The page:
JEmacs is a re-implementation of Emacs, written in a mix of Java, Scheme, and Emacs Lisp (ELisp).
JEmacs uses Kawa to
compile Scheme and ELisp into Java bytecodes. Kawa is a
widely-praised Scheme implementation that includes many Scheme
extensions, powerful Java/Scheme interoperability, and high
performance though a sophisticated compiler.
Kawa is being extended to support ELisp. This is so JEmacs can run
the many existing Emacs packages written in ELisp. These will be
compiled into Java bytecodes, which means ELisp will run on any Java
engine, and benefit from the engineering being put into JVMs, such as
"Just-In-Time" compilers. This could be substantially faster than the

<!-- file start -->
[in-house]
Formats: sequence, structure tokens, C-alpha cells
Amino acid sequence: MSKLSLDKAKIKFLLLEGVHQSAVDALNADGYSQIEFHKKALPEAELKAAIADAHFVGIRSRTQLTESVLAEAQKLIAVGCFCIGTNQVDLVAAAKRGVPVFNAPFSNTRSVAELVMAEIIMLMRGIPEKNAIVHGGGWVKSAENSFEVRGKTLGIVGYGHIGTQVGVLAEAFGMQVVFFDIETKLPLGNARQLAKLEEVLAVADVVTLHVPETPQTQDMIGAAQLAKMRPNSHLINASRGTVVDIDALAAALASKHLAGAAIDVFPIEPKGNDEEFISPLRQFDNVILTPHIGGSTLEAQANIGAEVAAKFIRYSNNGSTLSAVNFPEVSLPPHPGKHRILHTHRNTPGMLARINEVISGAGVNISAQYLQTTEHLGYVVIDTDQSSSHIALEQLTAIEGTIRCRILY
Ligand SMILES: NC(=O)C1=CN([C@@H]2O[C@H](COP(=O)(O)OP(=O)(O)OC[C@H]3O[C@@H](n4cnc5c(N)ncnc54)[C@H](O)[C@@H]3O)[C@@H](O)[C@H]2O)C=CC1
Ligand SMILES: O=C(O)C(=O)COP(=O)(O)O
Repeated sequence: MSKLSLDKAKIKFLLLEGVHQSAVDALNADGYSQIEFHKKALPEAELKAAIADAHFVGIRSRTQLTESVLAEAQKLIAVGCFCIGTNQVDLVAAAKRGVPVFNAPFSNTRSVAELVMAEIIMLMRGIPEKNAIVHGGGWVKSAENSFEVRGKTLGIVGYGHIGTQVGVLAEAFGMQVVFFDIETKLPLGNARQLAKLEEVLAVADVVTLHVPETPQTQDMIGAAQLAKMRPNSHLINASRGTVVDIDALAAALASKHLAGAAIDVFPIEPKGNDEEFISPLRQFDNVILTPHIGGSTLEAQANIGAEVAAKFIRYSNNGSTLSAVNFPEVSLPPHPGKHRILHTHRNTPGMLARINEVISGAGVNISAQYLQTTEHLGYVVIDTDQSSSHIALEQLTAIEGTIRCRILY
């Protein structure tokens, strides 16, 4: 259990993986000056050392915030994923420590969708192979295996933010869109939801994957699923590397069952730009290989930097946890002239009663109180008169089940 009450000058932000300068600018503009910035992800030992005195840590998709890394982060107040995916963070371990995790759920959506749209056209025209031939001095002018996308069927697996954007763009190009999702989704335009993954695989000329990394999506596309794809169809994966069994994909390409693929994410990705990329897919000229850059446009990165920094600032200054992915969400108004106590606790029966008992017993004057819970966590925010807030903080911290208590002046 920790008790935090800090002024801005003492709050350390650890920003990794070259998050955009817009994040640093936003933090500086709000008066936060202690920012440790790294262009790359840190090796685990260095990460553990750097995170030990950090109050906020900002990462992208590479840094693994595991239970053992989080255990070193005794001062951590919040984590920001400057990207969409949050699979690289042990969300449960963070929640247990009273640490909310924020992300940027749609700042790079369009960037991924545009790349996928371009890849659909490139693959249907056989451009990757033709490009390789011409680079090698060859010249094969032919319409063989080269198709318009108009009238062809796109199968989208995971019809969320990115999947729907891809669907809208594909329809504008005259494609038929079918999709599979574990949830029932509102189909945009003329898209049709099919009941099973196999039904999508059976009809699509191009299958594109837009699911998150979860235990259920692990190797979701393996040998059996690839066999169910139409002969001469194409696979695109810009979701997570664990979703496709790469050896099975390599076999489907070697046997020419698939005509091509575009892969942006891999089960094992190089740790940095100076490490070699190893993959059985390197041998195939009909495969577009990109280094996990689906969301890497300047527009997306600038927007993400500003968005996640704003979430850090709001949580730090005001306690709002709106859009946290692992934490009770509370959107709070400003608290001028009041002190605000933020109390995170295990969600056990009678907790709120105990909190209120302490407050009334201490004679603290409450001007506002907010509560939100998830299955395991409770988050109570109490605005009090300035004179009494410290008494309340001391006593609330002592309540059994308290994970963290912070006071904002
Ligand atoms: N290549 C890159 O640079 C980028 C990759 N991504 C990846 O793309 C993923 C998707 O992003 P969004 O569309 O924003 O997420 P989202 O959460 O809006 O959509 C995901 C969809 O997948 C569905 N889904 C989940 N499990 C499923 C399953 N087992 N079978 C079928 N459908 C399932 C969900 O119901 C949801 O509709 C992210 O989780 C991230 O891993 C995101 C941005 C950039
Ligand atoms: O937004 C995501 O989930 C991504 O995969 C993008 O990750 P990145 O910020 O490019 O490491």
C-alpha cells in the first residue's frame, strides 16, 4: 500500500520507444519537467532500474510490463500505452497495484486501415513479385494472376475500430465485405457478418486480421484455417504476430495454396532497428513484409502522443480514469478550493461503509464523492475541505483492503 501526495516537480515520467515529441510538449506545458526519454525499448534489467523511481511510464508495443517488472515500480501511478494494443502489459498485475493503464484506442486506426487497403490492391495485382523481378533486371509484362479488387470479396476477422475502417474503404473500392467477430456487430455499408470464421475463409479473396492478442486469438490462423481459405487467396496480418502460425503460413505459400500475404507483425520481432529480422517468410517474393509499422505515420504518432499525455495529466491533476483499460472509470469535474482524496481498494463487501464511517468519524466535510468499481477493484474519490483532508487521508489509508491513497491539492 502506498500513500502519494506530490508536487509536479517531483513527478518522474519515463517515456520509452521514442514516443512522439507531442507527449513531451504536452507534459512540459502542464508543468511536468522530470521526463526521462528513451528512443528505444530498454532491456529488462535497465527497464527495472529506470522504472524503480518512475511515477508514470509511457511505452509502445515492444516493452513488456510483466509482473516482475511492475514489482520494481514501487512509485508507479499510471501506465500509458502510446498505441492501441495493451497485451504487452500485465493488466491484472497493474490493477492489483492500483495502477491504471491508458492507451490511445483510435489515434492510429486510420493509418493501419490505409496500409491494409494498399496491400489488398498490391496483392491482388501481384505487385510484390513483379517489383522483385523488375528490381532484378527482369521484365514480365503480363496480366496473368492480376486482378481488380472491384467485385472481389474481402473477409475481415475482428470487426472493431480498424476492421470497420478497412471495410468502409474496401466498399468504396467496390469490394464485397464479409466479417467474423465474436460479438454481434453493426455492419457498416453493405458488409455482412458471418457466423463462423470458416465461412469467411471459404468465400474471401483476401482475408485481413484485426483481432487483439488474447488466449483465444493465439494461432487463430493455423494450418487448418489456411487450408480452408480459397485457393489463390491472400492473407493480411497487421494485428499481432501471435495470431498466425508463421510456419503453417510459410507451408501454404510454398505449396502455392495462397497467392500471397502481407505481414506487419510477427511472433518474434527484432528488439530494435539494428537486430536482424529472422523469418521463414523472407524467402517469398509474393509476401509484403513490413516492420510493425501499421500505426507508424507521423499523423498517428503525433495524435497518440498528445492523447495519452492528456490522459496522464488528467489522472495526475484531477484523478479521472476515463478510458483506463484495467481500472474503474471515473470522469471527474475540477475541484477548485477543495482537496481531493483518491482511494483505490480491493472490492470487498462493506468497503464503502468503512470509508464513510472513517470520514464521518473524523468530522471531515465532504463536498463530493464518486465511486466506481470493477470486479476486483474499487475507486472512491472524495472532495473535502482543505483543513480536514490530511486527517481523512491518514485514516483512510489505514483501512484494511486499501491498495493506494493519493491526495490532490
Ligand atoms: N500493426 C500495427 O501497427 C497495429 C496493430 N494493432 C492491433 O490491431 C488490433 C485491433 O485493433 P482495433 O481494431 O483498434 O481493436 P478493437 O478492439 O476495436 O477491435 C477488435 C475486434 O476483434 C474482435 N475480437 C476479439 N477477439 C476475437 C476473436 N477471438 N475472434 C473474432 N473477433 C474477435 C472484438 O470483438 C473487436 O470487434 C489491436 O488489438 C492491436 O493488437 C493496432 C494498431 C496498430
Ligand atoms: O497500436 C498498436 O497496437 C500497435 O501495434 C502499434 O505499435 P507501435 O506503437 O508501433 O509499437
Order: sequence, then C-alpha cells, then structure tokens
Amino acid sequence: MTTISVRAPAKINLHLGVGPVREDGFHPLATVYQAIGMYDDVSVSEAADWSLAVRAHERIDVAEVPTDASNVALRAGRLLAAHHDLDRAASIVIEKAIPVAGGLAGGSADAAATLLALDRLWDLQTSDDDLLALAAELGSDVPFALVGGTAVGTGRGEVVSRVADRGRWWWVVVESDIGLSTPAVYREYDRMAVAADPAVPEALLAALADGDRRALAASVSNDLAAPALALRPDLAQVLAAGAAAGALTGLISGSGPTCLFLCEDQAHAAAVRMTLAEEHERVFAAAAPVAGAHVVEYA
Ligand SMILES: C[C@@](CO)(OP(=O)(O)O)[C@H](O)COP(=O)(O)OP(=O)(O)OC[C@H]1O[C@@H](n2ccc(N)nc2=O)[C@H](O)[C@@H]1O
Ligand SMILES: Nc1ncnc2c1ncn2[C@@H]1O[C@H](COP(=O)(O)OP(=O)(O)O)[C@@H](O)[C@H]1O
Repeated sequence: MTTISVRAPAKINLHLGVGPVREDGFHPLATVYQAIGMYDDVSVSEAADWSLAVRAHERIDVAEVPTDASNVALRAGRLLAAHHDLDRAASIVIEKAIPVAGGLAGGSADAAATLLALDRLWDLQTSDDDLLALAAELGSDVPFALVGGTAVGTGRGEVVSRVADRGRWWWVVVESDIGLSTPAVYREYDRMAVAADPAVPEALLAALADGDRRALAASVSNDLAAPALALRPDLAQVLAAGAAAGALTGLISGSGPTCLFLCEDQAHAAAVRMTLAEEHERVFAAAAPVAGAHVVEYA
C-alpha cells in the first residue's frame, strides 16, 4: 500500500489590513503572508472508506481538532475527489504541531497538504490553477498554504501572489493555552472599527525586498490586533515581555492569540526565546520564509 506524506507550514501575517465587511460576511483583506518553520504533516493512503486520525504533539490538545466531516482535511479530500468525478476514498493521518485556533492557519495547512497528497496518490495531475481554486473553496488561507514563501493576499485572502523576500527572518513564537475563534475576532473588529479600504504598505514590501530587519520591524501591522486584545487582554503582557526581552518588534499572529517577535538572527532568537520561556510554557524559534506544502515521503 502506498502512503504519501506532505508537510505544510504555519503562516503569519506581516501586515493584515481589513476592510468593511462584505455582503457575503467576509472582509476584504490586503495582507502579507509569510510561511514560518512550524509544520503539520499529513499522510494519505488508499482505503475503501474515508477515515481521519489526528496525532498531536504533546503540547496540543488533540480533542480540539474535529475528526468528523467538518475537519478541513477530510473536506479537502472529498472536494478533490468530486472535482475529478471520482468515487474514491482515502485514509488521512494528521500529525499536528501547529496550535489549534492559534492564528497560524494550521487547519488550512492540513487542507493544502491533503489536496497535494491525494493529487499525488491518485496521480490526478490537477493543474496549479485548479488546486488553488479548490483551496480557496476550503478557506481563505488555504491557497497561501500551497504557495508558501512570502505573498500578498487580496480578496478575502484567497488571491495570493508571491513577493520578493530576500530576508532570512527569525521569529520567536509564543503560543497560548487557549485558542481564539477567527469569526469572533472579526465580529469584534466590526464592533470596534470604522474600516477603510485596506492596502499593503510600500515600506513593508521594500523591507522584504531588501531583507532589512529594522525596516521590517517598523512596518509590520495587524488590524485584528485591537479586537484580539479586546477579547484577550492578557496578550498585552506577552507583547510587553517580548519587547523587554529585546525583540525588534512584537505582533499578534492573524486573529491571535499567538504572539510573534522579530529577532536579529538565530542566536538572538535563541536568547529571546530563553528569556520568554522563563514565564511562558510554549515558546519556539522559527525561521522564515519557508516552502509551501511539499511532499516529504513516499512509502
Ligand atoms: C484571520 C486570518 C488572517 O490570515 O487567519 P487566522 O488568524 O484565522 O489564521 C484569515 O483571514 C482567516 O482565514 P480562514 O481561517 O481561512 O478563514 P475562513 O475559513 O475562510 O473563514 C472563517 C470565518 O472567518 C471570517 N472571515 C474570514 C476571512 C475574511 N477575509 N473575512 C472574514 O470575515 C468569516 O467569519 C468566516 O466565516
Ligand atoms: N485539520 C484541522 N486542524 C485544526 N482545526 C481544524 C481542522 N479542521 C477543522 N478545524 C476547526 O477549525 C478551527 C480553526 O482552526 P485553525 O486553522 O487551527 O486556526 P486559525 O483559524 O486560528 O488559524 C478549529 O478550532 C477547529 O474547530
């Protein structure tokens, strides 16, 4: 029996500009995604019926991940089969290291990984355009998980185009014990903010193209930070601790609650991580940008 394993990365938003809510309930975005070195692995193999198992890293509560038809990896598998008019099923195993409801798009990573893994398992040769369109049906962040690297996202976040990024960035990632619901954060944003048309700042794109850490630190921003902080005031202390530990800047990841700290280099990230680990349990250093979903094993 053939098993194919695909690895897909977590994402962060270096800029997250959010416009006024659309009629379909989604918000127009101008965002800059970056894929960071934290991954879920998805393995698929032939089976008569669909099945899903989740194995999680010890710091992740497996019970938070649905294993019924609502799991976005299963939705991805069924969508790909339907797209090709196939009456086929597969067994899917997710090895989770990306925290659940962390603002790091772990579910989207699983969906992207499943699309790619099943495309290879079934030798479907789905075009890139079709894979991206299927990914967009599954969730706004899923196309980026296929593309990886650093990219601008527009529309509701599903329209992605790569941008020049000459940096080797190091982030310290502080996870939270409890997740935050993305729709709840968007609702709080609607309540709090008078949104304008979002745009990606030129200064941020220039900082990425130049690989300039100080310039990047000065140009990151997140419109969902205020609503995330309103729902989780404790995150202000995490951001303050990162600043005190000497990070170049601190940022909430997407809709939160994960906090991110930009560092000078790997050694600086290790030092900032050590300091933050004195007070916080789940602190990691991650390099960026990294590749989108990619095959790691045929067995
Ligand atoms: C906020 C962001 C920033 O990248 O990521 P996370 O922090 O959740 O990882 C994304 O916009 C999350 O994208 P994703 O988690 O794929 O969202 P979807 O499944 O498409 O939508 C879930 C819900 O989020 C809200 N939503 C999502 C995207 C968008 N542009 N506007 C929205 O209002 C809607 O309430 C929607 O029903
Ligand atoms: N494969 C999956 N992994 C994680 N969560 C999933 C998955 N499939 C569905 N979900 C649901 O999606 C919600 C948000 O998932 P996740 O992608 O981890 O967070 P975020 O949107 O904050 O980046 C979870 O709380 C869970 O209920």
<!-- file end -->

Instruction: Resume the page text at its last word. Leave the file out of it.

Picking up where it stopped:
existing Emacs bytecode interpreter.
It will also be possible to write Emacs packages using Scheme. This
should provide higher performance and cleaner design through the use
of static scoping. You also get all the extensions and optimizations
of Kawa. (The FSF also plans to base a future Emacs on Scheme, using
Guile; however, I believe Kawa will provide better performance and a
JEmacs uses either the Swing
toolkit or Eclipse's SWT toolkit
to provide GUI functionality. Swing is
the latest standard Java GUI toolkit, provides lots of high-level
functionality, and has many concepts inspired by Emacs. (Swing is
freely available, but not free software.)
JEmacs - The Java/Scheme-based Emacs
appeared in the March 2002 issue of the
Magazine. It is a revision of a paper presented at Usenix 2000.